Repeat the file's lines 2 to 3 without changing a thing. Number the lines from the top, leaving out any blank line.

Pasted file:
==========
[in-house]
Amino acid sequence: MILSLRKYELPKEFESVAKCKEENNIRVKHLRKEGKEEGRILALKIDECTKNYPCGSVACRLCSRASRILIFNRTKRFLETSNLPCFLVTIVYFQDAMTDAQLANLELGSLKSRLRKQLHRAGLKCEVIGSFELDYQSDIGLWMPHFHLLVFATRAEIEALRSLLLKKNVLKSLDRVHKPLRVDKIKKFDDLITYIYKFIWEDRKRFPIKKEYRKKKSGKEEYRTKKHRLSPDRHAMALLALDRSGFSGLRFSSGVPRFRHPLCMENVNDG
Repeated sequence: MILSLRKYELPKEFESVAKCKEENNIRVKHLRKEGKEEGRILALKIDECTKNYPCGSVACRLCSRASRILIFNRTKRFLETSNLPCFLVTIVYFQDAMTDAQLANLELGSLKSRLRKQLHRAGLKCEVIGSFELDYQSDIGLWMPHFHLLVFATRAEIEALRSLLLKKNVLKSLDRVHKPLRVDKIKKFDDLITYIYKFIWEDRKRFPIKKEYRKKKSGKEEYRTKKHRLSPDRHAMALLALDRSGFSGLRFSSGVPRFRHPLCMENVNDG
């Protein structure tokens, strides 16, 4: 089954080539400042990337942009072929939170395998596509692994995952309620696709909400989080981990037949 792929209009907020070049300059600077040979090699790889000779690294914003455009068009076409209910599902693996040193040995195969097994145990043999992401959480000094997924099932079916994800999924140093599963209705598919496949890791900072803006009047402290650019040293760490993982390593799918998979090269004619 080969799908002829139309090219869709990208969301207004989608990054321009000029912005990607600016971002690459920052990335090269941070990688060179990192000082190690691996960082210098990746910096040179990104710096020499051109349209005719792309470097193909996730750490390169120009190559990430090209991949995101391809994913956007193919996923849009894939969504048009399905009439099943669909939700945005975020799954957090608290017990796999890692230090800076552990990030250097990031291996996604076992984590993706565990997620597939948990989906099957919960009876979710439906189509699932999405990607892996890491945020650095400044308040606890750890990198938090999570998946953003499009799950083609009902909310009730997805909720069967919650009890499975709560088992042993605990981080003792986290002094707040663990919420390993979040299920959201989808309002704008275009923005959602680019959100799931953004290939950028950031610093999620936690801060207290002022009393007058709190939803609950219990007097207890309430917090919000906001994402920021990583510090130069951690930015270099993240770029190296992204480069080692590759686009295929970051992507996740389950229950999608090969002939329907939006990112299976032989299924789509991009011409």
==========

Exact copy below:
Amino acid sequence: MILSLRKYELPKEFESVAKCKEENNIRVKHLRKEGKEEGRILALKIDECTKNYPCGSVACRLCSRASRILIFNRTKRFLETSNLPCFLVTIVYFQDAMTDAQLANLELGSLKSRLRKQLHRAGLKCEVIGSFELDYQSDIGLWMPHFHLLVFATRAEIEALRSLLLKKNVLKSLDRVHKPLRVDKIKKFDDLITYIYKFIWEDRKRFPIKKEYRKKKSGKEEYRTKKHRLSPDRHAMALLALDRSGFSGLRFSSGVPRFRHPLCMENVNDG
Repeated sequence: MILSLRKYELPKEFESVAKCKEENNIRVKHLRKEGKEEGRILALKIDECTKNYPCGSVACRLCSRASRILIFNRTKRFLETSNLPCFLVTIVYFQDAMTDAQLANLELGSLKSRLRKQLHRAGLKCEVIGSFELDYQSDIGLWMPHFHLLVFATRAEIEALRSLLLKKNVLKSLDRVHKPLRVDKIKKFDDLITYIYKFIWEDRKRFPIKKEYRKKKSGKEEYRTKKHRLSPDRHAMALLALDRSGFSGLRFSSGVPRFRHPLCMENVNDG